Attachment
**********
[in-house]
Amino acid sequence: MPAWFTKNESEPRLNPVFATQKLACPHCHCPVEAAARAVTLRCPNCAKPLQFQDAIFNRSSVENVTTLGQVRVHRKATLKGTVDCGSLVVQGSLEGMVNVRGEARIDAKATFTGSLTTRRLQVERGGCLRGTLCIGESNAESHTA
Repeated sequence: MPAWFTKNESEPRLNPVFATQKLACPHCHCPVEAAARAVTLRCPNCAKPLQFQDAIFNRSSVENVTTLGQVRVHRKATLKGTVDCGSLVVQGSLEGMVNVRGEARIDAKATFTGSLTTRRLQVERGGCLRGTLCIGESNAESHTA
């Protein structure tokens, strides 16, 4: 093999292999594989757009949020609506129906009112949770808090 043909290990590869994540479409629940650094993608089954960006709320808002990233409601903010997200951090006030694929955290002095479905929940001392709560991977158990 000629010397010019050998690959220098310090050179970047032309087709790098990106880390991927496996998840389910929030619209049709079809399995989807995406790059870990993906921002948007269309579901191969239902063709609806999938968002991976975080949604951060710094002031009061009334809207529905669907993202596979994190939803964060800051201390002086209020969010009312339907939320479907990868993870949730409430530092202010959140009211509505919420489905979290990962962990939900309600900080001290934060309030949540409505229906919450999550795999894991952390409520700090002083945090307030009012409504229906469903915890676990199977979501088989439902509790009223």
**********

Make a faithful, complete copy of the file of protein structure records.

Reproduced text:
[in-house]
Amino acid sequence: MPAWFTKNESEPRLNPVFATQKLACPHCHCPVEAAARAVTLRCPNCAKPLQFQDAIFNRSSVENVTTLGQVRVHRKATLKGTVDCGSLVVQGSLEGMVNVRGEARIDAKATFTGSLTTRRLQVERGGCLRGTLCIGESNAESHTA
Repeated sequence: MPAWFTKNESEPRLNPVFATQKLACPHCHCPVEAAARAVTLRCPNCAKPLQFQDAIFNRSSVENVTTLGQVRVHRKATLKGTVDCGSLVVQGSLEGMVNVRGEARIDAKATFTGSLTTRRLQVERGGCLRGTLCIGESNAESHTA
């Protein structure tokens, strides 16, 4: 093999292999594989757009949020609506129906009112949770808090 043909290990590869994540479409629940650094993608089954960006709320808002990233409601903010997200951090006030694929955290002095479905929940001392709560991977158990 000629010397010019050998690959220098310090050179970047032309087709790098990106880390991927496996998840389910929030619209049709079809399995989807995406790059870990993906921002948007269309579901191969239902063709609806999938968002991976975080949604951060710094002031009061009334809207529905669907993202596979994190939803964060800051201390002086209020969010009312339907939320479907990868993870949730409430530092202010959140009211509505919420489905979290990962962990939900309600900080001290934060309030949540409505229906919450999550795999894991952390409520700090002083945090307030009012409504229906469903915890676990199977979501088989439902509790009223």